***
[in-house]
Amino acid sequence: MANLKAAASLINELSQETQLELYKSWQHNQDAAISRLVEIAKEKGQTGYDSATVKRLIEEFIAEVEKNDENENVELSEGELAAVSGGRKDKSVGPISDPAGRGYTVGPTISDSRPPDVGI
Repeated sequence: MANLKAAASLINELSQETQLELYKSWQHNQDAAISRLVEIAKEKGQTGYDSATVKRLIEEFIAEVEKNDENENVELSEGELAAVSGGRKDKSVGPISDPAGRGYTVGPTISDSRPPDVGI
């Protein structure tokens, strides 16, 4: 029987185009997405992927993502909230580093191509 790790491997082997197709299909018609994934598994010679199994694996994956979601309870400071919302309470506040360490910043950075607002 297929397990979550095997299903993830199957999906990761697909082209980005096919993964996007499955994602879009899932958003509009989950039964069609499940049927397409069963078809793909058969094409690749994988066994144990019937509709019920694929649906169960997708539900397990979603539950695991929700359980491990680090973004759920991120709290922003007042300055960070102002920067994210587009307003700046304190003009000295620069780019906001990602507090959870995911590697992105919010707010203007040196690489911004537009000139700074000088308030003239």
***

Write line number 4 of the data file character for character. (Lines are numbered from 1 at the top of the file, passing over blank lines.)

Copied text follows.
């Protein structure tokens, strides 16, 4: 029987185009997405992927993502909230580093191509 790790491997082997197709299909018609994934598994010679199994694996994956979601309870400071919302309470506040360490910043950075607002 297929397990979550095997299903993830199957999906990761697909082209980005096919993964996007499955994602879009899932958003509009989950039964069609499940049927397409069963078809793909058969094409690749994988066994144990019937509709019920694929649906169960997708539900397990979603539950695991929700359980491990680090973004759920991120709290922003007042300055960070102002920067994210587009307003700046304190003009000295620069780019906001990602507090959870995911590697992105919010707010203007040196690489911004537009000139700074000088308030003239």